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Aye, ready, aye., 2001/09/16:13:52

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The contrails are back.

Most evenings during this long, hot, dry summer, so like the famous summer of 1914, the kids and I sat on the back porch while I read to them before bedtime. Crossing the sky to the north we would usually see half a dozen or so planes flying in the course of an hour, leaving behind long straight swathes of water vapour in the preternaturally still stratosphere.

On Tuesday evening, there were none.

Yesterday evening they were back. Not many, but enough. The kids pointed them out to me through the back window (we're reading inside now as the forerunners of fall are upon us.) People are up there again, flying to London, mostly, out of Toronto. The skies are still open for business.


I'm glad Americans are appreciative of the support they're getting from around the world. The title of this journal is the traditional Canadian response to a call to arms. In the past, that call has come mostly from England. Today it comes from America, but the response is the same.

It is worth remembering, however, that the last time, and the time before that, it was America that got the call, and America took a long bloody time before answering fully in the affirmative. There's no doubt that American support was necessary to win WWII. But there's also no doubt that America stood on the side lines for a long time, cheering us on and helping us out, but far from fully committed until she herself was attacked in 1941, at which time England and Canada had been at war for over two years.

The reason for America's reticence was that the American people didn't see it as their fight, and the government was not able to convince them otherwise. A lot of people in Canada and Europe probably don't see this as their fight, either. But in time they'll come to understand that it is.

Total War

Unlike WWII, this will not become a state of total war, in which the entire economy is focussed on warfare. One reason for this is that the military forces arrayed against each other are so ludicrously asymmetric.

In the analysis I did of the Iraqi military prior to the Gulf War it became apparent that Iraq was a major industrial producer of cement, and that was about it. The only other thing that Iraq did was pump oil out of the ground, and while it spent 20% of its GDP on the military, its GDP was one tenth of Canadas. Canada spends about 2% of its GDP on the military, so the Iraqi military was at that time about as much of a threat to the coalition forces as Canada would have been.

The situation facing Afghanistan, Pakistan, Sudan, Libya and any other state implicated in this attack is even worse. The forces arrayed against them will be even greater, and their own military forces considerably smaller than Iraq's in 1991. While the Taliban are no doubt skilled and resourceful fighters, they've never faced anything but (at best) an approximation of a modern army. Even in the 1980's the West, and the U.S. in particular, had a considerable technological edge over everyone else in "conventional" weaponry. Today that edge is enormous and we haven't even really begun to apply the last five years of developments in computing technology to the martial arts.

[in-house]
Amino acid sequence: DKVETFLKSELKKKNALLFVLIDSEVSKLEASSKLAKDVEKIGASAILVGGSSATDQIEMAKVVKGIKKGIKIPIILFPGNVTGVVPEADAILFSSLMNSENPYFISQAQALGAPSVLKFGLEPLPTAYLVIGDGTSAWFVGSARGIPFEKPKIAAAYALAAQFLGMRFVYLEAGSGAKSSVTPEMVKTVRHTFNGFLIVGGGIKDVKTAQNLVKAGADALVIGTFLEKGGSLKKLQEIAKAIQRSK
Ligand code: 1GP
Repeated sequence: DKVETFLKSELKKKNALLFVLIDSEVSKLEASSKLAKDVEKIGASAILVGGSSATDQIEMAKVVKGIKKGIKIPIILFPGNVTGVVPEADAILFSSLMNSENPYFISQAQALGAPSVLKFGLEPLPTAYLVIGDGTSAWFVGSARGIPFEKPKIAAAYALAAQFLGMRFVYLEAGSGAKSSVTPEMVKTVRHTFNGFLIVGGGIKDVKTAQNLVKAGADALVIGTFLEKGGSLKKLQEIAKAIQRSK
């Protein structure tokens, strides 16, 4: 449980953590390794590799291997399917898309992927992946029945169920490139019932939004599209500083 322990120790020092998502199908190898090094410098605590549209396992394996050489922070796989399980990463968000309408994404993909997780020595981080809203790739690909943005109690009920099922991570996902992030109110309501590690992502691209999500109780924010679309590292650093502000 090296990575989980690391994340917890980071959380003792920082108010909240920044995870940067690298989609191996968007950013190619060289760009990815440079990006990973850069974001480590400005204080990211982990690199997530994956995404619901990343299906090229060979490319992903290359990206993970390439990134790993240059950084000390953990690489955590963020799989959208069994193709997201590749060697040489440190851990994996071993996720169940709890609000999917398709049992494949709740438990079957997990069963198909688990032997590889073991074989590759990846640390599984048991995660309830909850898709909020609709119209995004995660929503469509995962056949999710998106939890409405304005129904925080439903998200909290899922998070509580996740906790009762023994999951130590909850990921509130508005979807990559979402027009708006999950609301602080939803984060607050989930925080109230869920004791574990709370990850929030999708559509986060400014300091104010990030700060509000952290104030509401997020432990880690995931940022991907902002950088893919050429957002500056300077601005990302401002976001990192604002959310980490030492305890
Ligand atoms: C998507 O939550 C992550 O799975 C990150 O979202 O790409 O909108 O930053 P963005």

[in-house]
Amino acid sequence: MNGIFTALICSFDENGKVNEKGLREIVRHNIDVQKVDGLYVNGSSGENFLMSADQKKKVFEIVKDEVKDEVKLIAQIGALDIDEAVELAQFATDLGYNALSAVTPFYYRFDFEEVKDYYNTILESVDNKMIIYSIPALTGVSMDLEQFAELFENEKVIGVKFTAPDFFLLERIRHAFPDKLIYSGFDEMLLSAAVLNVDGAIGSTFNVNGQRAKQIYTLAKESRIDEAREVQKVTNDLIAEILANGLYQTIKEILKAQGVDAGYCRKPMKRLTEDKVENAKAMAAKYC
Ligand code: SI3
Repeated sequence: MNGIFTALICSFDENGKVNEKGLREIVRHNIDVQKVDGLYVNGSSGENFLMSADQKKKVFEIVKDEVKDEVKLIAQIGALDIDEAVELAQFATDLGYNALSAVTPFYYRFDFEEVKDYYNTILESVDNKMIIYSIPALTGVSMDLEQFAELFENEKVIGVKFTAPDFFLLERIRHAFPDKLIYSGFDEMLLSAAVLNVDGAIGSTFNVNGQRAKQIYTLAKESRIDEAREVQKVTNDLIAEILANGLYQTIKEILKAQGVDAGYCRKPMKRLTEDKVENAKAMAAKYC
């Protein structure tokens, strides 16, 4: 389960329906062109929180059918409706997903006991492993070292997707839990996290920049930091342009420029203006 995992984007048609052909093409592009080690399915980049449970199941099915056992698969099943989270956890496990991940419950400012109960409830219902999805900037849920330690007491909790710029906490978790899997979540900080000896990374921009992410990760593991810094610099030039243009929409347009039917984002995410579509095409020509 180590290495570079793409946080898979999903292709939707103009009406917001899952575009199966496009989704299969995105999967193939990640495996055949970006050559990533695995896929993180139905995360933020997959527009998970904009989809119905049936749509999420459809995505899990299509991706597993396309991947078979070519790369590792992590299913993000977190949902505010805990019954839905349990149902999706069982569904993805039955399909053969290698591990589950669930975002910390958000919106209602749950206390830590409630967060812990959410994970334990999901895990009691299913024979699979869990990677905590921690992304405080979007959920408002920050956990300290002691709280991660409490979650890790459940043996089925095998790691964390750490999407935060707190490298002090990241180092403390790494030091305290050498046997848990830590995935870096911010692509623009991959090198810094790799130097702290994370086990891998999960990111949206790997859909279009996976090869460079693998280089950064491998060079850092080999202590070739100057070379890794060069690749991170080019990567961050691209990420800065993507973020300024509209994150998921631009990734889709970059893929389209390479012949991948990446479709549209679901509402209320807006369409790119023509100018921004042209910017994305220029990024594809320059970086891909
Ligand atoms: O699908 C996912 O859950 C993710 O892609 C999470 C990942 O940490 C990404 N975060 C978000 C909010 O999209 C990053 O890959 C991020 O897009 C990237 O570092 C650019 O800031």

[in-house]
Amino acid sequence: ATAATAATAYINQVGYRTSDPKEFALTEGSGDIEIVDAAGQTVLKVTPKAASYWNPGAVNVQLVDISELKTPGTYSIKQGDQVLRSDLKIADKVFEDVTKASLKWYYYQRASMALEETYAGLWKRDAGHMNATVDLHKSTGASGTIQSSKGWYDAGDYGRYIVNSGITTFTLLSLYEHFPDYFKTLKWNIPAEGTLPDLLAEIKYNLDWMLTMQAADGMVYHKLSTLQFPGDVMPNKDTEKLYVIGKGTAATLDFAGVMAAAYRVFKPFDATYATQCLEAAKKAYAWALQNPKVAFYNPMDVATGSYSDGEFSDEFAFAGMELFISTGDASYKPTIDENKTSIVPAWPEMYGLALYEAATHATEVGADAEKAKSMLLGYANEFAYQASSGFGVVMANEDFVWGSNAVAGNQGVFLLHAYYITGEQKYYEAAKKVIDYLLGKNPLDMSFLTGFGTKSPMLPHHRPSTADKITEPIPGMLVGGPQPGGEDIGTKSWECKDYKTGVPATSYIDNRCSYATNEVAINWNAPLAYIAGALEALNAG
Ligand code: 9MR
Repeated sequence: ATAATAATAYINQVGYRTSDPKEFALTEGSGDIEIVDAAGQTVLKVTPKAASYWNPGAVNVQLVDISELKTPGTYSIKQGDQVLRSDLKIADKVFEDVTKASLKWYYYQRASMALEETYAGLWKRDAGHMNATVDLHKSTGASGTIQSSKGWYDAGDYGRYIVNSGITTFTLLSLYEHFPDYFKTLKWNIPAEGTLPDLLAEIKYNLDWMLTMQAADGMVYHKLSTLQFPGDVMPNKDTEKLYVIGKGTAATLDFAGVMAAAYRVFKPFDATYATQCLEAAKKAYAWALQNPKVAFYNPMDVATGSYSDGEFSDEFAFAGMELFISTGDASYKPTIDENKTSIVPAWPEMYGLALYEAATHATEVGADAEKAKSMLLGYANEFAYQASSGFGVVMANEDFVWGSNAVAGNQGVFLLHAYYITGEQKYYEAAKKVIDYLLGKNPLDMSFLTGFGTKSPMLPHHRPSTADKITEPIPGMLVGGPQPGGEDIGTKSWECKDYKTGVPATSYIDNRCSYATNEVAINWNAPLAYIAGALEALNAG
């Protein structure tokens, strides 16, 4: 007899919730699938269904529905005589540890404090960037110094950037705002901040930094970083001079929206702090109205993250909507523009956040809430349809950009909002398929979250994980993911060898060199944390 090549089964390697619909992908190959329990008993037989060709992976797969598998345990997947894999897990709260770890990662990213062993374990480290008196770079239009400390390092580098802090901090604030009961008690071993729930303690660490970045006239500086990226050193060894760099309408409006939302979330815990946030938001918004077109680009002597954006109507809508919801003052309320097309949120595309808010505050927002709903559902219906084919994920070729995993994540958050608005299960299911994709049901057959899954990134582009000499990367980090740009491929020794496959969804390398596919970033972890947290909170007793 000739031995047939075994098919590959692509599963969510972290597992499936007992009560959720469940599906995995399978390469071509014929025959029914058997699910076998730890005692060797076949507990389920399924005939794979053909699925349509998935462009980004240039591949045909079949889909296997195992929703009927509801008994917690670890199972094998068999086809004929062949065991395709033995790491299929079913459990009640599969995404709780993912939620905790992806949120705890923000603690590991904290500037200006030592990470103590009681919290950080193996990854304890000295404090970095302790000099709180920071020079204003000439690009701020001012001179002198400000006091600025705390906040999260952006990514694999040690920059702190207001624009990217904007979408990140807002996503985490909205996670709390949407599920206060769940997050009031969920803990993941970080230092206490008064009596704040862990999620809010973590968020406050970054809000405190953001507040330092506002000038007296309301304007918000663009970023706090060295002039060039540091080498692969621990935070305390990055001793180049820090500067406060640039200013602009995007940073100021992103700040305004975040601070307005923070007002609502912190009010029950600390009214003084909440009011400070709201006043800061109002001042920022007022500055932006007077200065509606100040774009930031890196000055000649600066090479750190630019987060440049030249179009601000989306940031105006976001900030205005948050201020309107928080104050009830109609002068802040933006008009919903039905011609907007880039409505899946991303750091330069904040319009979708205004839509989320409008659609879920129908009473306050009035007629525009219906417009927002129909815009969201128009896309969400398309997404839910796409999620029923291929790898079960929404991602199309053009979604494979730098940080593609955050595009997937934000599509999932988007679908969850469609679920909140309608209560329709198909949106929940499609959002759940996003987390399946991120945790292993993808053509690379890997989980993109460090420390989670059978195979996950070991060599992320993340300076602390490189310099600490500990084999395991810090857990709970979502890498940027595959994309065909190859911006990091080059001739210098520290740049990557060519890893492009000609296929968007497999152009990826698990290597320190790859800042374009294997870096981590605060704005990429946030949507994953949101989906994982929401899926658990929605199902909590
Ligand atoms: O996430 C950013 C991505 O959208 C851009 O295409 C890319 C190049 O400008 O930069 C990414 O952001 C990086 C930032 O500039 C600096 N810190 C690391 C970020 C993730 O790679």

The fundamental problem, however, is political as much as military. In a single generation is it possible to turn out a considerable cadre of kooks dedicated to the overthrow of the West. People tend to believe what they're taught, and it's clear that the most effective educational system in Afghanistan is teaching young men (only) that they are warriors in a cosmic struggle of Good against Evil.

These schools are part of the infrastructure of the new war--the recent attacks appear to have been in the planning stages four or five years ago, when Michael Moore's friend Bill Clinton was President, doing all he could (apparently) to bring about peace and reconcilation between the Arab world and the West, particularly Israel.

These schools are kept going with foreign money, and this is why financial as much as military technology is going to be called upon.

Given the political nature of the basic problem, it is going to be interesting to see how the Powell Doctrine is applied. Colin Powell enunciated his doctrine around the time of the Gulf War: the United States will only bring military force to bear for the purpose of achieving clearly defined objectives with clearly determinate end conditions, and only when the force ratio is overwhelmingly in America's favor. In today's world, unless the U.S. were to do something insane like invade England (where since 1066 the force ratio is for some reason always against you, even when you outnumber them, outgun them and out-everything-else them) the U.S. is pretty much unconstrained by the requirement that the force ratio be overwhelmingly in their favor.

But the question of a clearly defined military goal, and a clearly defined end condition (like "no Iraqi forces left in Kuwait") are harder to enunciate in the current situation. "No organization able to train and finance terrorism anywhere in the world"? That's a clear goal, but how do you know when you've achieved it?

I think a far better political and military goal would be: 75% female literacy in the Arab world, to be achieved by any means necessary.
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